CASE LAW - Lemma v Wong

BC Courts Coat of ArmsThis is the case of Lemma v Wong. Messele Lemma attempted to cross Commercial Drive at East 11 Avenue in Vancouver. He stepped off the curb slightly outside the unmarked crosswalk into the path of a pickup truck driven by Gary Rolfe. Mr. Rolfe stopped suddenly to avoid colliding with Mr. Lemma. Mr. Lemma continued to cross Commercial Drive, now in the crosswalk, where he was struck by a car driven by Lindsey Kwan who had changed lanes to the left and passed the Rolfe vehicle.

Counsel for Ms. Kwan took the position that Mr. Lemma was 100% at fault for the collision because he started to cross the street outside of the crosswalk area.

Mr. Justice Taylor found the following:

  • Mr. Lemma decided to cross Commercial Drive because he saw an acquaintance on the other side and was intending to meet with her;
  • Mr. Lemma was walking quickly when he stepped onto Commercial Drive and was walking with “loping strides”, but not running;
  • Mr. Lemma did not wait for Mr. Rolfe to stop his truck before he entered the Curbside Lane; he proceeded onto the road before Mr. Rolfe was stopped which forced Mr. Rolfe to brake quickly;
  • Mr. Lemma did have an arm out towards the street when he stepped onto the road but did not wait for a signal from Mr. Rolfe that he could cross, or ever receive one;
  • Mr. Lemma stepped onto Commercial Drive south of the bushes but north of the Crosswalk by a few feet;
  • Mr. Lemma proceeded on a diagonal line from where he stepped onto Commercial Drive in the Curbside Lane and, by the time he entered the Centre Lane, he was walking in the Crosswalk;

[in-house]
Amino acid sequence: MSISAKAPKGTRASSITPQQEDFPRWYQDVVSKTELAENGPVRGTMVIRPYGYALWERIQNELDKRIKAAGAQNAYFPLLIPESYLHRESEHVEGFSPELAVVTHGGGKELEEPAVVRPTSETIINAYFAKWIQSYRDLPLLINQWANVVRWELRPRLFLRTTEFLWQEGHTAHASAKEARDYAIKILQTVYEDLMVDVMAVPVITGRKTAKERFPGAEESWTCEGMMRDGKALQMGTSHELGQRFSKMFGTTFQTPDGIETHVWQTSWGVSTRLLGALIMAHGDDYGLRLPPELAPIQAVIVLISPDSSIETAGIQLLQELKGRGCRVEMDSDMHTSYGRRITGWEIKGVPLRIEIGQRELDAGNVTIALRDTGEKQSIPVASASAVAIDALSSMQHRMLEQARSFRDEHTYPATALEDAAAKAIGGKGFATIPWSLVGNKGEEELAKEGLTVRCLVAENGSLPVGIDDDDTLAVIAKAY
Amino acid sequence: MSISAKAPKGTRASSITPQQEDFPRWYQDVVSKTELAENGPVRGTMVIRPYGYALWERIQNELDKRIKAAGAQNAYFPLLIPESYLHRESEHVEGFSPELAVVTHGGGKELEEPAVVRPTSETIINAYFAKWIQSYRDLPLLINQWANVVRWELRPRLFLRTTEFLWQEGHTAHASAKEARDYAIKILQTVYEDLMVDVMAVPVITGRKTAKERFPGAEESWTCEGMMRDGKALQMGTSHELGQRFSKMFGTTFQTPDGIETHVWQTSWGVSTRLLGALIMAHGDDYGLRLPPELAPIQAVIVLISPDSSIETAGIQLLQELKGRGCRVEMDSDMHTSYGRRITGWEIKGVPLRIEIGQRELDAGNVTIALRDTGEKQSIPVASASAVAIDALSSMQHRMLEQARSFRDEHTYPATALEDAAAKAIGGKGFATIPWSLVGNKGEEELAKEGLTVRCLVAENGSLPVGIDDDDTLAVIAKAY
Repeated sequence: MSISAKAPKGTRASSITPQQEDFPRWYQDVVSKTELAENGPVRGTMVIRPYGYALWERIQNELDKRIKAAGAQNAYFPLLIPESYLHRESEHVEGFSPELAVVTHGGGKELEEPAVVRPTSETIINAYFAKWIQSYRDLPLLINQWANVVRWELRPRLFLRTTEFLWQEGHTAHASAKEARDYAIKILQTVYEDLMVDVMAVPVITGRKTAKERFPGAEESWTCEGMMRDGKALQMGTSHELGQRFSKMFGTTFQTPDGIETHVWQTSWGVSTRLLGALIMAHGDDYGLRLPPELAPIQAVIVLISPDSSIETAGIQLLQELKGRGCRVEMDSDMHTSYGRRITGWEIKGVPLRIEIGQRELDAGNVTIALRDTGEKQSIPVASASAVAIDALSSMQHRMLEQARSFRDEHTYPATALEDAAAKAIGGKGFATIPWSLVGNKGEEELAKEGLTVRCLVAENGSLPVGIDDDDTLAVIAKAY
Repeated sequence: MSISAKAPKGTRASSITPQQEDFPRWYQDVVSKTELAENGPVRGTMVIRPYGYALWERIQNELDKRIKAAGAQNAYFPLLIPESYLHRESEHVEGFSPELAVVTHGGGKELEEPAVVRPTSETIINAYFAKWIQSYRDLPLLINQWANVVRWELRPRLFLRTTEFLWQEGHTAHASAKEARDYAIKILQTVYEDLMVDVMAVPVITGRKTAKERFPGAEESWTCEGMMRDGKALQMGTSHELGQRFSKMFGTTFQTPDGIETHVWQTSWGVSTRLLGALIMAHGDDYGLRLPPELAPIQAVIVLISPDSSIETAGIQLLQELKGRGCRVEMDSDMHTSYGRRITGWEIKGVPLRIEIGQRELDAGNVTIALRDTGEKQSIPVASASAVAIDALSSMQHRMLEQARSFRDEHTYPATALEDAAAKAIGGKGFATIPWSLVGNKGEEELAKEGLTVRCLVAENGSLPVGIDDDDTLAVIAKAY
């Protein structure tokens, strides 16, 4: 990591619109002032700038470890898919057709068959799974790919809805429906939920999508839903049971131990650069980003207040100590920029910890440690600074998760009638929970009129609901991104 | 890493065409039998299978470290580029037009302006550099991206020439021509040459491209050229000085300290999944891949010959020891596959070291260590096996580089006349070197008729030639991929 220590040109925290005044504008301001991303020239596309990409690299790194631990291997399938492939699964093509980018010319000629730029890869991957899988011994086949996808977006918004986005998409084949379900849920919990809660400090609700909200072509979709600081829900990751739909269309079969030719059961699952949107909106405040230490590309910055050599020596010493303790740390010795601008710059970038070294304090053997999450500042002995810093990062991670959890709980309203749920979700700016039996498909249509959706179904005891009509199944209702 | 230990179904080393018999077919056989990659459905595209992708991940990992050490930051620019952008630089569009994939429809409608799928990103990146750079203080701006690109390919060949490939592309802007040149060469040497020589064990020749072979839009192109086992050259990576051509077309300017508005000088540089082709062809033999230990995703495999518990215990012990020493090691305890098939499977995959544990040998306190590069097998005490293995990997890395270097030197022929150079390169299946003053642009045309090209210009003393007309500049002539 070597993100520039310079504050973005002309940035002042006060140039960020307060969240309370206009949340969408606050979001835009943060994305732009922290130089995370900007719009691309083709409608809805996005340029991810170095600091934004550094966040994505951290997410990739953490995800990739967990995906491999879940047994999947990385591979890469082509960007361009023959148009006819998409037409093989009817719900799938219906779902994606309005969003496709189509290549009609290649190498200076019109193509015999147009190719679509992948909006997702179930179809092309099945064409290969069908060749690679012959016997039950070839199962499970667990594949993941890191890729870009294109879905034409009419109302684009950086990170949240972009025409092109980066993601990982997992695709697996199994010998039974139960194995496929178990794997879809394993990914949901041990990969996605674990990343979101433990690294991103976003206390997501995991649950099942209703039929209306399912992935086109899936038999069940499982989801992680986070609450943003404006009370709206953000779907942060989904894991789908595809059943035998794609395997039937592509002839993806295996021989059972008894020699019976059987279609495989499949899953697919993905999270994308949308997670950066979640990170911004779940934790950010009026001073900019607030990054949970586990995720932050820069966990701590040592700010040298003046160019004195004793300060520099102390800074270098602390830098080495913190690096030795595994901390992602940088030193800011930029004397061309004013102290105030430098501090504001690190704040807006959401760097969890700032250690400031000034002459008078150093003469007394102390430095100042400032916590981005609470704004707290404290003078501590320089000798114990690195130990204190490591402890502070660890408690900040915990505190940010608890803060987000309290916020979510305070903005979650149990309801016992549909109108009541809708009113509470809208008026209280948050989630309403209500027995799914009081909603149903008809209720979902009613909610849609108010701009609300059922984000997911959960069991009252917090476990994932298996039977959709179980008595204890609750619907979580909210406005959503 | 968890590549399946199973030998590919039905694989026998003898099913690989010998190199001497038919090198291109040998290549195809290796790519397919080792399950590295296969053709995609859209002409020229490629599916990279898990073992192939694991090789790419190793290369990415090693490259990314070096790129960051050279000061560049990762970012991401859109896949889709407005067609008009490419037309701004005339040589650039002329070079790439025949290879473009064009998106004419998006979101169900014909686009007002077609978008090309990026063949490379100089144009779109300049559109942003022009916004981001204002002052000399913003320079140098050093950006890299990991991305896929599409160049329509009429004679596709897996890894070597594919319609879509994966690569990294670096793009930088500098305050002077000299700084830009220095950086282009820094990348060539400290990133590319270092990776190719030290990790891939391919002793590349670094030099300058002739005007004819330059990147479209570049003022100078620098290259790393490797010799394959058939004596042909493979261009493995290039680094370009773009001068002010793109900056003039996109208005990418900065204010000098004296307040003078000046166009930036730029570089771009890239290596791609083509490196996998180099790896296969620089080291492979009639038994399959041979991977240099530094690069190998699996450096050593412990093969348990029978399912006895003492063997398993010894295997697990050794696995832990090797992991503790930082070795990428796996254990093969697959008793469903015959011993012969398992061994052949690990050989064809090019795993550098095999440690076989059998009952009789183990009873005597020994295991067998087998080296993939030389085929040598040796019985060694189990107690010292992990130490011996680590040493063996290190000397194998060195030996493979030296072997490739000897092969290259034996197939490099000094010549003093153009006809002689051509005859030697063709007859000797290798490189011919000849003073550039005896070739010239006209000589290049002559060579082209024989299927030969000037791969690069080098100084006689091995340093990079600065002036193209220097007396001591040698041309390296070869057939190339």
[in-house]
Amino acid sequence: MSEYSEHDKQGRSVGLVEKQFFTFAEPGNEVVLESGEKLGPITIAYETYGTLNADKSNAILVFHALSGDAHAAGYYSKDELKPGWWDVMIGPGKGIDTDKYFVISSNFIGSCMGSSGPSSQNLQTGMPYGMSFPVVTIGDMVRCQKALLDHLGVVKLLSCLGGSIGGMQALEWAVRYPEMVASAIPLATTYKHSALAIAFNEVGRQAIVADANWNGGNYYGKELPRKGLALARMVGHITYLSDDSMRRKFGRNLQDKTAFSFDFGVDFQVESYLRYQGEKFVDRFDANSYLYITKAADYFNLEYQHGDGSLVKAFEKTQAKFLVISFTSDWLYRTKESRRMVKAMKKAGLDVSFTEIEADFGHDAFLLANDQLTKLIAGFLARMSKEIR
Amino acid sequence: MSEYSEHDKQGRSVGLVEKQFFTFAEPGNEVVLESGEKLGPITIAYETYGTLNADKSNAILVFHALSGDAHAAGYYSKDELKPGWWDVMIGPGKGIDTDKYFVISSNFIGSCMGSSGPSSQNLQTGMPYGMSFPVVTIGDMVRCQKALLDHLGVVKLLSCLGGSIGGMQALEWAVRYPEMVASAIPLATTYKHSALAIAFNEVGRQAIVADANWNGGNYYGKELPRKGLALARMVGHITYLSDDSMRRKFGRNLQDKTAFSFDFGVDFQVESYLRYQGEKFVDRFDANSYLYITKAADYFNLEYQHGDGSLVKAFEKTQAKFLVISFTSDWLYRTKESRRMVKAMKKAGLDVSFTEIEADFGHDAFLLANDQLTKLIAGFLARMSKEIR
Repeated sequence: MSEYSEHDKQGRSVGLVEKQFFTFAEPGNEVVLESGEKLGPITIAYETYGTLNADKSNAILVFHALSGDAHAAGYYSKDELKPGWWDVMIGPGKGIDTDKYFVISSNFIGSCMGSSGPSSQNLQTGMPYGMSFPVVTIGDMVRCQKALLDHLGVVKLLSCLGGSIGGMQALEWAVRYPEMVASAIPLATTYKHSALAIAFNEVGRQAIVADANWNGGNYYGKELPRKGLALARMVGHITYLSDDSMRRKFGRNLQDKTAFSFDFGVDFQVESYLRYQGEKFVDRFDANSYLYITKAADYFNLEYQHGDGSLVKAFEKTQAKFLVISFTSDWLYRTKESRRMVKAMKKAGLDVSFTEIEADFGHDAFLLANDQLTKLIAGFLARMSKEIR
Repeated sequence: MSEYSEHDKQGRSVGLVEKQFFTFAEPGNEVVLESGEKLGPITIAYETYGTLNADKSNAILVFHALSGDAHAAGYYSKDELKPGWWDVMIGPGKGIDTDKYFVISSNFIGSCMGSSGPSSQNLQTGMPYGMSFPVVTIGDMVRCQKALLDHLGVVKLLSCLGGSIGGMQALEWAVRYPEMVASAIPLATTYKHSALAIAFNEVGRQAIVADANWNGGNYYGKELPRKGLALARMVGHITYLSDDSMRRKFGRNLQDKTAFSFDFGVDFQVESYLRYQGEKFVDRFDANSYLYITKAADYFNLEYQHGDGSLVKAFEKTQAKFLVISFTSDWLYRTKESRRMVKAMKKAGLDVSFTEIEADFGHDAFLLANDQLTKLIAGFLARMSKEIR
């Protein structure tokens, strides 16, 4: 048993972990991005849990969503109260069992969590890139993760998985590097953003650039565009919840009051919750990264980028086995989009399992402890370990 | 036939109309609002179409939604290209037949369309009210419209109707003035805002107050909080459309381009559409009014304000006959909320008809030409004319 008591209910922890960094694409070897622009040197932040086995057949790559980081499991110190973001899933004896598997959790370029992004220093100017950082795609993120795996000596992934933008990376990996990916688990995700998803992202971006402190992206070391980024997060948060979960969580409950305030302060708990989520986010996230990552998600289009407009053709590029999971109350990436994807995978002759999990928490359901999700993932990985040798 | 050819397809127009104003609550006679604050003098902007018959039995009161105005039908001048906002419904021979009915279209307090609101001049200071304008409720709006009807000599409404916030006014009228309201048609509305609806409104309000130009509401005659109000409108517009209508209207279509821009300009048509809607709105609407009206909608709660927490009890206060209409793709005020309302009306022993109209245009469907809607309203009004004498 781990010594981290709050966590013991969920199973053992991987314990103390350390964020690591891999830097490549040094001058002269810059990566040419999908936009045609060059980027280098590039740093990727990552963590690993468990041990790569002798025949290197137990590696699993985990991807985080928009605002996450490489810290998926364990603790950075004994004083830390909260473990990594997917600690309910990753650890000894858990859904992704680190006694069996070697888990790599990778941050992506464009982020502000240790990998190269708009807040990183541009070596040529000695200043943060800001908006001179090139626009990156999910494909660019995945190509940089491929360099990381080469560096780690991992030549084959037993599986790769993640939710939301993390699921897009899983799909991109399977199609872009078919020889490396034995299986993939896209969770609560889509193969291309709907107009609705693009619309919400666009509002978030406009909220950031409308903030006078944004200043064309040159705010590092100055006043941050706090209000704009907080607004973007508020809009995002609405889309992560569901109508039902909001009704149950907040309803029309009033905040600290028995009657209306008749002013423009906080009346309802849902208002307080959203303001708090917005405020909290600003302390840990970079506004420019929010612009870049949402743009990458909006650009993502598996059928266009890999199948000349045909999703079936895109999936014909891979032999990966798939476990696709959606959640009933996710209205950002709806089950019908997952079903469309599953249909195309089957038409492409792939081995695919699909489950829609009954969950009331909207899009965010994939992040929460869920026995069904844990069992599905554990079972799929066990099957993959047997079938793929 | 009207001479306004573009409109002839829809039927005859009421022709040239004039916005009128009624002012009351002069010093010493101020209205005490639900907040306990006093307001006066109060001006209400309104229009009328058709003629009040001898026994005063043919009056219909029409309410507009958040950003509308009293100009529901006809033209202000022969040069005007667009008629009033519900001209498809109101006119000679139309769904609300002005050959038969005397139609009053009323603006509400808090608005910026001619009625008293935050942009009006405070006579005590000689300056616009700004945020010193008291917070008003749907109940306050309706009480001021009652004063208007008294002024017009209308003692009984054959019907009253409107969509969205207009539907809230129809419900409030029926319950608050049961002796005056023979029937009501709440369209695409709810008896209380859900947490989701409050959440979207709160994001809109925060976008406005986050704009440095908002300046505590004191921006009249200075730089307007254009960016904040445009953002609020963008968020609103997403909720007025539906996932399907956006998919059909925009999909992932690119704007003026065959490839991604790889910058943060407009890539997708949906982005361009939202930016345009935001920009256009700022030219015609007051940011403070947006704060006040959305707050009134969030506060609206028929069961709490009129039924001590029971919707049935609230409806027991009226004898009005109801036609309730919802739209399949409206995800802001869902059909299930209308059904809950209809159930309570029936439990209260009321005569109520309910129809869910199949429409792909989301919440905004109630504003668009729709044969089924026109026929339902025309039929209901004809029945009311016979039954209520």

• Mr. Lemma put his arm out into the Centre Lane and did look down that lane (albeit briefly) before he entered the Centre Lane. Ms. Kwan saw him looking in her direction;
  • Mr. Lemma did not see Ms. Kwan’s oncoming vehicle before he stepped into the Centre Lane; and
  • When Mr. Lemma was hit by Ms. Kwan’s car he was walking in the Crosswalk.

After explaining the applicable sections of the Motor Vehicle Act, he found Ms. Kwan 75% responsible and Mr. Lemma 25% responsible for the collision.

Of note are three concepts outlined in the judgment:

  1. Because the crosswalk is unmarked, Mr. Lemma has some margin of error in deciding where to cross.
  2. A pedestrian does not have to be in the crosswalk to trigger the duty of a driver not to pass another vehicle that is slowing or stopped for that pedestrian.
  3. Mr. Lemma had a duty not to walk in front of Ms. Kwan, regardless of the fact that he was in the crosswalk, in a manner that would make it impractical for her to stop for him.

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